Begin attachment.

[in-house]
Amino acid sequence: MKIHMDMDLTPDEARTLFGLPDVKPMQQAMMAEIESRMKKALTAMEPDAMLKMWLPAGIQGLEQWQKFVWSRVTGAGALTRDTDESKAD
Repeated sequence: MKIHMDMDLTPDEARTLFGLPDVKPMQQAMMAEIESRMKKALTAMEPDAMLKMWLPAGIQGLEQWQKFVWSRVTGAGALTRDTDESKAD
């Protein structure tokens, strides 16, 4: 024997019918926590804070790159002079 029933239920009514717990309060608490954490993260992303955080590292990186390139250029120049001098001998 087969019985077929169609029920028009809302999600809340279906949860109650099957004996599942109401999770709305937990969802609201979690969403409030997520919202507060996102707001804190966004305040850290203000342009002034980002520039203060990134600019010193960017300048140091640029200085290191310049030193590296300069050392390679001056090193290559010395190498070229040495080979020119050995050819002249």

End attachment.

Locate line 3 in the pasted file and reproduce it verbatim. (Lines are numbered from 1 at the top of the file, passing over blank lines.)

Repeated sequence: MKIHMDMDLTPDEARTLFGLPDVKPMQQAMMAEIESRMKKALTAMEPDAMLKMWLPAGIQGLEQWQKFVWSRVTGAGALTRDTDESKAD